Then, in January 1992, Mia Farrow discovered nude photos of Soon-Yi in Allen's apartment. Daisy Previn, Gilman, and others say Farrow initially tried to reconcile with Soon-Yi, while the other children's relationship with Allen deteriorated. (A letter to Allen from Moses Farrow, who now supports Allen and claims Mia Farrow was abusive, reads, "I just want you to know that I don't consider you my father anymore... You smashed that feeling and dream with a single act.") Tensions ran high, however: Mia Farrow recalls an occasion when she found Soon-Yi speaking to Allen on the phone.
"I just pounced on her," Farrow says. "And I just slapped her on the side of her face and shoulder, and I was just crying... I'm not proud of that. I love her so much, and I didn't ever blame her."
Despite the breakdown of his relationship with Mia Farrow, Allen retained visitation rights as the legal father of Dylan and Ronan. "I didn't want to see him, but if I said, 'No, go away,' I would have to face some kind of vicious, unpredictable punishment," Dylan Farrow says, recalling an incident in which an angry Allen shoved her face into a plate of hot spaghetti. "That was sort of when I realized that that's what happens if I say no. Doing what he says is the only way to protect myself."
The episode concludes with an account of the alleged events of August 4, 1992. According to Dylan and Sophie Bergé, who was a French tutor for the children at the time, Allen visited the family's country house in Connecticut while Mia was away. Per court testimony from babysitter Kristi Groteke, Dylan and Allen disappeared for about 20 minutes; she searched much of the house and could not find either of them. The adult Dylan restates her longstanding account of what happened during that time: Allen took her into the attic and sexually assaulted her. (Allen has consistently denied the accusation; in a statement to the press after Allen v. Farrow's premiere last week, Allen and Soon-Yi Previn called the docuseries "a hatchet job riddled with falsehoods.")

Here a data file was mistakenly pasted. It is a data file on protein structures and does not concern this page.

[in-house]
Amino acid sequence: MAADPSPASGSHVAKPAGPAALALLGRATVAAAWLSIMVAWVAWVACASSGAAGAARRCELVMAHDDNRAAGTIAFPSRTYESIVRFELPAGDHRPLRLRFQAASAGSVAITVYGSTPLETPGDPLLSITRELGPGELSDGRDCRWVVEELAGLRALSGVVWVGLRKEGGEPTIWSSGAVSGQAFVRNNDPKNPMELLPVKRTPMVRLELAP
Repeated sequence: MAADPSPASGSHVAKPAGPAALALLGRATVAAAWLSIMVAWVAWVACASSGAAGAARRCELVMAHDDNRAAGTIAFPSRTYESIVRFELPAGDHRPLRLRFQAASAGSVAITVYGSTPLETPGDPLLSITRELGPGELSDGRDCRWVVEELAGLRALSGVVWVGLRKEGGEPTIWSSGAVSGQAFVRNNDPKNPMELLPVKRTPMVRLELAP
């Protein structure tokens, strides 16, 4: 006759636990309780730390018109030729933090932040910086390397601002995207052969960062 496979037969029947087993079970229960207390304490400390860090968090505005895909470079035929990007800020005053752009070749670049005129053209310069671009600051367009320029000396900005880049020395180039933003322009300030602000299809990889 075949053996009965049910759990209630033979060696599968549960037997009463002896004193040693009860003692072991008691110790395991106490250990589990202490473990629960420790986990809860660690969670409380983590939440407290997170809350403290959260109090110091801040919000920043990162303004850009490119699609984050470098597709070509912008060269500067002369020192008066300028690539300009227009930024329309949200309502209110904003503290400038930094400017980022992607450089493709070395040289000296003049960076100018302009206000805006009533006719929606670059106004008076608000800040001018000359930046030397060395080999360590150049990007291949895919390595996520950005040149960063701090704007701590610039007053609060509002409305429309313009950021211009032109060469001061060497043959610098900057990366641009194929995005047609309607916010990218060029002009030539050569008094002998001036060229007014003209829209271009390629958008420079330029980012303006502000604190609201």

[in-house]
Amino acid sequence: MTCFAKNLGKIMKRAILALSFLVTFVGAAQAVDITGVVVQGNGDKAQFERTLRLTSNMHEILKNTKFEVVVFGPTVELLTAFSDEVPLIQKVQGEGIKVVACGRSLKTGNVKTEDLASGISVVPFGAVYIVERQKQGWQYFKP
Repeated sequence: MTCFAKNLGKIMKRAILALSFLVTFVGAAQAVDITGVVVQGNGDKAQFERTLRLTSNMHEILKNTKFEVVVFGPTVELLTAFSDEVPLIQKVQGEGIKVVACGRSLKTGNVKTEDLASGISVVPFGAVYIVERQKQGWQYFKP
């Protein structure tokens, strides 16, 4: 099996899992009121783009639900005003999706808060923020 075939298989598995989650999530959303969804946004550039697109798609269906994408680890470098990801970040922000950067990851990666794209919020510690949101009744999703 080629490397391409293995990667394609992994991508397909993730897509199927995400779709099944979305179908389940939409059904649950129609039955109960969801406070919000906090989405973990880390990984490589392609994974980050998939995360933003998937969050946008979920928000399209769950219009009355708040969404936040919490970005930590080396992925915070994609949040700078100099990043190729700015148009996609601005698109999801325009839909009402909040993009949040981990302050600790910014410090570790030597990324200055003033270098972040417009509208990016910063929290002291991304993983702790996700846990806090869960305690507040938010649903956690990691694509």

The filmmakers also include chilling footage from the much-discussed videotapes — never previously made public — filmed by Mia Farrow of seven-year-old Dylan claiming Allen abused her. In the footage, the young Dylan states over and over again that Allen "touched [her] privates" in the attic.
Watching this footage, of a seven-year-old girl relating a horrific story, would be upsetting in any context. With the context established in the previous two hours looming over it, it's bone-chilling — a testament to the power of Dick and Ziering's filmmaking.